The protective effect of annual flu vaccines does not erode when older adults receive flu shots every year, a new study published in Vaccine shows. 

Researchers evaluated the confirmed flu cases in people 60 and older in Ningbo, China, over four influenza seasons from 2018 to 2022. The team compared 1,976 positive cases to the same number of negative controls. In China, the government recommends yearly flu vaccines in those 6 months and older, but the vaccination rate among the older population remains significantly below the World Health Organization’s target of 75%. Since 2020, the government in Ningbo has provided free flu shots to people over 65.

Participants were considered vaccinated if they received one dose of a flu vaccine at least 14 days before the onset of symptoms during the corresponding influenza season. The participants were put into four groups: not vaccinated in either the current or prior season; vaccinated in the previous season only; vaccinated in the current season only; and vaccinated in both seasons.

In total, 11.6% of people were vaccinated in two consecutive seasons, 16.8% were vaccinated only in the current season, 6.5% were vaccinated only in the previous season, and 65.1% were not vaccinated at all.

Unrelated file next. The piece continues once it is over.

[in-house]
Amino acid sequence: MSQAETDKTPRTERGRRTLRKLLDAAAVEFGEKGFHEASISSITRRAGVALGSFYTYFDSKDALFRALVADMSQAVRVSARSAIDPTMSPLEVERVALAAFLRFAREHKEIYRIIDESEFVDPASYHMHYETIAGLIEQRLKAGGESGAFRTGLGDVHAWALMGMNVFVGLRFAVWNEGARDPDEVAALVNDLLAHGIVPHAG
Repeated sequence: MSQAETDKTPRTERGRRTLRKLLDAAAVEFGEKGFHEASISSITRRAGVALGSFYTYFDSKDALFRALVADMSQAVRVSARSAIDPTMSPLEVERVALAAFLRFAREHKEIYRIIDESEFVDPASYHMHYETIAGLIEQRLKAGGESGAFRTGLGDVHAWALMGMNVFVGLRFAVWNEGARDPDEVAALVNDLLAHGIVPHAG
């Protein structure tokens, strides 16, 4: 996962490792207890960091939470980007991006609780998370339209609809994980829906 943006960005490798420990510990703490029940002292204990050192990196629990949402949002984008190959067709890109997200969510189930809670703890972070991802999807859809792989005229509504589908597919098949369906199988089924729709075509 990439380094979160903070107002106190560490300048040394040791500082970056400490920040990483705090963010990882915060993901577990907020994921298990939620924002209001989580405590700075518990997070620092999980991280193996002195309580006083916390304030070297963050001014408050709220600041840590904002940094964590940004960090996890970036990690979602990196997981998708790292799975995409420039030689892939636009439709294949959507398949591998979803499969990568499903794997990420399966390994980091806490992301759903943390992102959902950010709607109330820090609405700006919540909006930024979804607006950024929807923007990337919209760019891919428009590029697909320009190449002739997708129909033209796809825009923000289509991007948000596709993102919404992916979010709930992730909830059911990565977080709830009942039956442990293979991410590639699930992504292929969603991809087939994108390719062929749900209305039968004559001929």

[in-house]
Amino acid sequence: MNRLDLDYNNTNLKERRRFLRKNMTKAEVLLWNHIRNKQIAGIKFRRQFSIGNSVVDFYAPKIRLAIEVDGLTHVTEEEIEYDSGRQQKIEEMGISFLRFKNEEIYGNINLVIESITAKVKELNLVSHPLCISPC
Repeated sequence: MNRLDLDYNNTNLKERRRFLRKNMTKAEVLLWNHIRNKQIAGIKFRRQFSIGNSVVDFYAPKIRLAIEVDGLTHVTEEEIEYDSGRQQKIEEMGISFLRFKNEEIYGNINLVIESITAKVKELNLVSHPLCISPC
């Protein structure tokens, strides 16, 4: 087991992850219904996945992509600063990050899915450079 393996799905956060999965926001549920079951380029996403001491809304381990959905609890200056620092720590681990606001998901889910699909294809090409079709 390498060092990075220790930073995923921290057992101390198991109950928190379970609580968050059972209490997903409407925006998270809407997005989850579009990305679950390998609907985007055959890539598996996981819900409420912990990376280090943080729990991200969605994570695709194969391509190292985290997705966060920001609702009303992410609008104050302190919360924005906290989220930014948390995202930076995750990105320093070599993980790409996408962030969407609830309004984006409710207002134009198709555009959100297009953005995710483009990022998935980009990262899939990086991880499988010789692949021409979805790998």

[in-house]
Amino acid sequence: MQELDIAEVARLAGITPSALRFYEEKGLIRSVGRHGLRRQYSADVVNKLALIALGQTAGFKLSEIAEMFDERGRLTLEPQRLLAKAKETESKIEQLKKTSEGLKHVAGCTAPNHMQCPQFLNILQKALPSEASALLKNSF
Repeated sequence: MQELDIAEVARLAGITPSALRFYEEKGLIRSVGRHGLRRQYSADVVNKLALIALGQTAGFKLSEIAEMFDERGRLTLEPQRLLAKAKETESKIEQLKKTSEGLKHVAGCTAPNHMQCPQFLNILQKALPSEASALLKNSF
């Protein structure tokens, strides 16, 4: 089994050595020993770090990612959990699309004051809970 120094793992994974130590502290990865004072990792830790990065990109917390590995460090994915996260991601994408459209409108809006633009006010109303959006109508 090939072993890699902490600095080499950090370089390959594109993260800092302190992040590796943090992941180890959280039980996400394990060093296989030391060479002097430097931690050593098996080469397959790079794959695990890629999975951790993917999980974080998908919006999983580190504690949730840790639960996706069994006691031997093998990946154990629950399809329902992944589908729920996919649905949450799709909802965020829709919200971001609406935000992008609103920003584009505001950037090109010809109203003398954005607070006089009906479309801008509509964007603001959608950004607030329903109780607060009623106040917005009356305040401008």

Males who were older and had hypertension were more likely to receive back-to-back vaccinations. 

There wasn’t a significantly increased risk of influenza in consecutively vaccinated participants compared to those receiving the vaccine only in the current season, the data showed. The risk of getting the flu was higher in those who only received the vaccine in the previous season. The highest risk for contracting the flu was in people who hadn’t gotten the flu shot in either of the consecutive two seasons.

Older adults who only received a vaccine in the previous vaccine and those who didn’t get it for two seasons had a higher risk for getting the flu.

“While there was a trend towards a reduction in protective efficacy, this difference did not attain statistical significance,” the authors wrote. “Additionally, we have also observed a high degree of stability in this phenomenon across different influenza seasons. On the other hand, elderly individuals who received the vaccine only in the previous season or those who did not receive any vaccine for two seasons are facing a significantly increased risk of influenza infection.”